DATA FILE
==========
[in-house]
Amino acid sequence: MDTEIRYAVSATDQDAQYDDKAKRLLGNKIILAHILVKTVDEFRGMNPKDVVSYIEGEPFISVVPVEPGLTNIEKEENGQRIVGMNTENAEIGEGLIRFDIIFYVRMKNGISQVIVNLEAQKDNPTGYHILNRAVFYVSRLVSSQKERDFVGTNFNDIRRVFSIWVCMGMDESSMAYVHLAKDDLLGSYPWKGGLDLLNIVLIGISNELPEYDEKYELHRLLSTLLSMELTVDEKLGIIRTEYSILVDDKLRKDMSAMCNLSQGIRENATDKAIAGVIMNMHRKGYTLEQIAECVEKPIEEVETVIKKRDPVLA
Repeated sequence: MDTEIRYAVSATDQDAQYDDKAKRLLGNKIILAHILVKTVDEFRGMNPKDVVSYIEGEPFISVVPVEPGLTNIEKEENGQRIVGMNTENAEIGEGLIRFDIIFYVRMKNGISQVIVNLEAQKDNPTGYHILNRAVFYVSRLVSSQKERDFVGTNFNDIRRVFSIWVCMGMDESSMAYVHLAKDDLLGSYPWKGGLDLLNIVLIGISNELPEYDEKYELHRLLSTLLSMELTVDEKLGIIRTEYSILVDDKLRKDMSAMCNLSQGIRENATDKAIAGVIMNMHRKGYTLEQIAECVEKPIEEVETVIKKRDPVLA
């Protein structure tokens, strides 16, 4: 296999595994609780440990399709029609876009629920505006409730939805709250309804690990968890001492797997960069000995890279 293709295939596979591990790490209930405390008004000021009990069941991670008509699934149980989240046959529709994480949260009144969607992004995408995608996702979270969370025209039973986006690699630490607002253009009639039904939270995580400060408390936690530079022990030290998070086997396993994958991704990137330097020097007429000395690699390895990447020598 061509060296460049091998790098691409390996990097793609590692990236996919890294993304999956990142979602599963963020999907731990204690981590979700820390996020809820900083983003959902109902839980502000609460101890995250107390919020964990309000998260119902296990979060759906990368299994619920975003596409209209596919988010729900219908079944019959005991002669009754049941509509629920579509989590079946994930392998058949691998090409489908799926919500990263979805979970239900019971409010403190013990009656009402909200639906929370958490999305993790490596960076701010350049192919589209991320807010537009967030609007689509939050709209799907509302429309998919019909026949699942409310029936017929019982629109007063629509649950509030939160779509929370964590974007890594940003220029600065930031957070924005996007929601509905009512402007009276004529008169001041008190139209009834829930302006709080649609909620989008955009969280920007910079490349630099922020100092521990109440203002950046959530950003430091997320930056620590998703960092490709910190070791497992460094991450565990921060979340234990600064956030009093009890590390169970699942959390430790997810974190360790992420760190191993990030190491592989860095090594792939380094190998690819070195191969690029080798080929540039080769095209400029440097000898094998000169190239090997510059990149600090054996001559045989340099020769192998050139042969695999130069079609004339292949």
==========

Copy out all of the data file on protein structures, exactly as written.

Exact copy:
[in-house]
Amino acid sequence: MDTEIRYAVSATDQDAQYDDKAKRLLGNKIILAHILVKTVDEFRGMNPKDVVSYIEGEPFISVVPVEPGLTNIEKEENGQRIVGMNTENAEIGEGLIRFDIIFYVRMKNGISQVIVNLEAQKDNPTGYHILNRAVFYVSRLVSSQKERDFVGTNFNDIRRVFSIWVCMGMDESSMAYVHLAKDDLLGSYPWKGGLDLLNIVLIGISNELPEYDEKYELHRLLSTLLSMELTVDEKLGIIRTEYSILVDDKLRKDMSAMCNLSQGIRENATDKAIAGVIMNMHRKGYTLEQIAECVEKPIEEVETVIKKRDPVLA
Repeated sequence: MDTEIRYAVSATDQDAQYDDKAKRLLGNKIILAHILVKTVDEFRGMNPKDVVSYIEGEPFISVVPVEPGLTNIEKEENGQRIVGMNTENAEIGEGLIRFDIIFYVRMKNGISQVIVNLEAQKDNPTGYHILNRAVFYVSRLVSSQKERDFVGTNFNDIRRVFSIWVCMGMDESSMAYVHLAKDDLLGSYPWKGGLDLLNIVLIGISNELPEYDEKYELHRLLSTLLSMELTVDEKLGIIRTEYSILVDDKLRKDMSAMCNLSQGIRENATDKAIAGVIMNMHRKGYTLEQIAECVEKPIEEVETVIKKRDPVLA
């Protein structure tokens, strides 16, 4: 296999595994609780440990399709029609876009629920505006409730939805709250309804690990968890001492797997960069000995890279 293709295939596979591990790490209930405390008004000021009990069941991670008509699934149980989240046959529709994480949260009144969607992004995408995608996702979270969370025209039973986006690699630490607002253009009639039904939270995580400060408390936690530079022990030290998070086997396993994958991704990137330097020097007429000395690699390895990447020598 061509060296460049091998790098691409390996990097793609590692990236996919890294993304999956990142979602599963963020999907731990204690981590979700820390996020809820900083983003959902109902839980502000609460101890995250107390919020964990309000998260119902296990979060759906990368299994619920975003596409209209596919988010729900219908079944019959005991002669009754049941509509629920579509989590079946994930392998058949691998090409489908799926919500990263979805979970239900019971409010403190013990009656009402909200639906929370958490999305993790490596960076701010350049192919589209991320807010537009967030609007689509939050709209799907509302429309998919019909026949699942409310029936017929019982629109007063629509649950509030939160779509929370964590974007890594940003220029600065930031957070924005996007929601509905009512402007009276004529008169001041008190139209009834829930302006709080649609909620989008955009969280920007910079490349630099922020100092521990109440203002950046959530950003430091997320930056620590998703960092490709910190070791497992460094991450565990921060979340234990600064956030009093009890590390169970699942959390430790997810974190360790992420760190191993990030190491592989860095090594792939380094190998690819070195191969690029080798080929540039080769095209400029440097000898094998000169190239090997510059990149600090054996001559045989340099020769192998050139042969695999130069079609004339292949």